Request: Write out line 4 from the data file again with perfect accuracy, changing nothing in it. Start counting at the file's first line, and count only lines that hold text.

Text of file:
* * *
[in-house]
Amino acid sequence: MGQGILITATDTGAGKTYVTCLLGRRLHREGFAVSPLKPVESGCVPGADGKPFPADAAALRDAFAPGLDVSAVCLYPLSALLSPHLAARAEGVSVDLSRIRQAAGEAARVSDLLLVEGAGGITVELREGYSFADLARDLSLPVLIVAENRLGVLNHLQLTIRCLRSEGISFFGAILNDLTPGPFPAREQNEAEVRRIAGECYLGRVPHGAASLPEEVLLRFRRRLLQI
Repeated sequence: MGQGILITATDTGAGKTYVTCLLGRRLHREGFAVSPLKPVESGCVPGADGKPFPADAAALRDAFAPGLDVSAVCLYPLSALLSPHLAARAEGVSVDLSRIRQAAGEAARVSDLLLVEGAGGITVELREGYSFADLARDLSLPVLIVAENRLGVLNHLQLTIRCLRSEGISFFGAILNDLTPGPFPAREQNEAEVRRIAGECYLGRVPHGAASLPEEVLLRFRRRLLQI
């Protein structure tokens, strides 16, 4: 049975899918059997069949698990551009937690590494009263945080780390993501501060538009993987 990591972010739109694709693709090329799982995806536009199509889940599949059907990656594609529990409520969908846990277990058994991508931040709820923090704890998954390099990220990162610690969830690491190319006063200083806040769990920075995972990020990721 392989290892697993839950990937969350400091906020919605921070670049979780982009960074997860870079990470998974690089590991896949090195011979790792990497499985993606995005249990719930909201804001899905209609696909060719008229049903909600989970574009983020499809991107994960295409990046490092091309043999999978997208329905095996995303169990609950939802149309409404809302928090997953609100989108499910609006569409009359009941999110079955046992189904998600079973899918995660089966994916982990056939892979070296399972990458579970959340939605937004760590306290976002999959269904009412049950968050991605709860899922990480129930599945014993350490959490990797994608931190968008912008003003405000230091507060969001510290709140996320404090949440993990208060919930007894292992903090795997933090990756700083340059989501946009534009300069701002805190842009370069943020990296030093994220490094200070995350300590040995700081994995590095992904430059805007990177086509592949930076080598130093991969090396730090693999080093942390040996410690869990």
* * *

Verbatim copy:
């Protein structure tokens, strides 16, 4: 049975899918059997069949698990551009937690590494009263945080780390993501501060538009993987 990591972010739109694709693709090329799982995806536009199509889940599949059907990656594609529990409520969908846990277990058994991508931040709820923090704890998954390099990220990162610690969830690491190319006063200083806040769990920075995972990020990721 392989290892697993839950990937969350400091906020919605921070670049979780982009960074997860870079990470998974690089590991896949090195011979790792990497499985993606995005249990719930909201804001899905209609696909060719008229049903909600989970574009983020499809991107994960295409990046490092091309043999999978997208329905095996995303169990609950939802149309409404809302928090997953609100989108499910609006569409009359009941999110079955046992189904998600079973899918995660089966994916982990056939892979070296399972990458579970959340939605937004760590306290976002999959269904009412049950968050991605709860899922990480129930599945014993350490959490990797994608931190968008912008003003405000230091507060969001510290709140996320404090949440993990208060919930007894292992903090795997933090990756700083340059989501946009534009300069701002805190842009370069943020990296030093994220490094200070995350300590040995700081994995590095992904430059805007990177086509592949930076080598130093991969090396730090693999080093942390040996410690869990």